Why I Might Get $10 from Facebook

10 dollar bill

Sue just received $10

I recently received what, at first, looked like a spoof email from a legalnotice@facebook.com.  After skimming the email I realized it was indeed the result of a class action lawsuit against Facebook over the issue of Sponsored Stories. The notices for the settlement, filed in October 2012, are just now hitting our inboxes. Since I may have been featured in a “Sponsored Story” on Facebook prior to December 3, 2012 I may be eligible to receive a portion of a proposed $20 million settlement, to the tune of $10.

The pending action states this:

The Action claims that Facebook unlawfully used the names, profile pictures, photographs, likenesses, and identities of Facebook users in the United States to advertise or sell products and services through Sponsored Stories without obtaining those users’ consent.

What are Facebook Sponsored Stories?

Sponsored Stories are those links that started to appear in 2011 on the right of your newsfeed, and now we’re seeing them inside the feed itself, that businesses have paid an advertisement fee for placement. Typically, the sponsored story includes the name and profile of someone in your friend list with a statement like “Sue likes Carmine Media” directly under the ad. The names and photos appear as an apparent endorsement of the story.  Trouble was, users could not opt out and privacy groups considered the use a violation.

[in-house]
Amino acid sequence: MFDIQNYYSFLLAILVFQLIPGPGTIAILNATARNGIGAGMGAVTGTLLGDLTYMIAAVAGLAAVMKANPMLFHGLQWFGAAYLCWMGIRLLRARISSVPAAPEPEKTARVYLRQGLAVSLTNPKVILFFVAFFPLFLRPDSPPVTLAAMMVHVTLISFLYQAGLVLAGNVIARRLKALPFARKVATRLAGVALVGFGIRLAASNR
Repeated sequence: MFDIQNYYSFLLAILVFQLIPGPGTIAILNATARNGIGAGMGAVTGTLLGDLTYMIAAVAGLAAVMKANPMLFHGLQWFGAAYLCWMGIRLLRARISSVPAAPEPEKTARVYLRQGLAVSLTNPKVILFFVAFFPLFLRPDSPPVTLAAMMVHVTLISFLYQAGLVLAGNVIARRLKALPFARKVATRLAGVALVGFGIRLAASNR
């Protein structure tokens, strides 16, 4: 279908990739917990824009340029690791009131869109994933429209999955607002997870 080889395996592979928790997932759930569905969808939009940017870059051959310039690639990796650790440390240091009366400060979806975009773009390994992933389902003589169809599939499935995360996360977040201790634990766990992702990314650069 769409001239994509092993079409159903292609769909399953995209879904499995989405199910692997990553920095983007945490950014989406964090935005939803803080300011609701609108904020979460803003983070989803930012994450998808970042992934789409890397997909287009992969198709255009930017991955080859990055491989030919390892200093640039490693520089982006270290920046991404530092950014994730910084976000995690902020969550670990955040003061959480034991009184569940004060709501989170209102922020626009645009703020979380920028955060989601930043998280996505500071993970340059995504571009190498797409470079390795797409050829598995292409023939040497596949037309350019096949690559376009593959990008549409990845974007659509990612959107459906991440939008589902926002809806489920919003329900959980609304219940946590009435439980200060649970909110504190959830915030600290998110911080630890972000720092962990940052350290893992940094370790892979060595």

Facebook sponsored story

So the lawsuit is arguing that the names underneath, “Sue likes Carmine Media” were used without permission. Each person that fills out a valid claim may be eligible to receive up to $10.

In addition to the monetary payout, Facebook will also revise its terms of service to better explain to users how names will be used in Sponsored Stories, provide a mechanism for users to view their interactions with Sponsored Stories and provide settings that allow users to to prevent their names from being used in association. Facebook will also make a host of other changes related to minors using the site and the display of their names.

Personally, I believe that uploading, liking, posting and otherwise adding content to a social media platform results in our freely sharing that content with the platform and with the users engaging on it with the exception of minors, who should be protected.

But what do you think? If you received a legal notice will you file your claim? Let me know here in the comments.

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About Sue Reynolds
Sue Reynolds is the founder and owner of Carmine Media, a web and social media consultancy. She is the manager of social media and web design at R+L Carriers, where she works with businesses and non profits to build their web presence and nurture brand loyalty.

One Response to Why I Might Get $10 from Facebook

  1. Samantha says:

    Personally, I don’t think my image or name should be used in any ad without my express consent. Specifically, my profile image. I’m not even the one featured in my profile, my child is. I have specific settings on my profile and take my privacy seriously. I don’t post that “I am on vacation” I post “I went on vacation…..” and only certain people can view that.
    If you were going to model for an ad, wouldn’t you expect to get paid? If I audition for a commercial, would I work for free? Isn’t it the legal standpoint that ALL of my photos are original work and using them without consent is a form of plagiarism? I own the rights to those photos. People may view them, but not use them without my EXPRESS consent.

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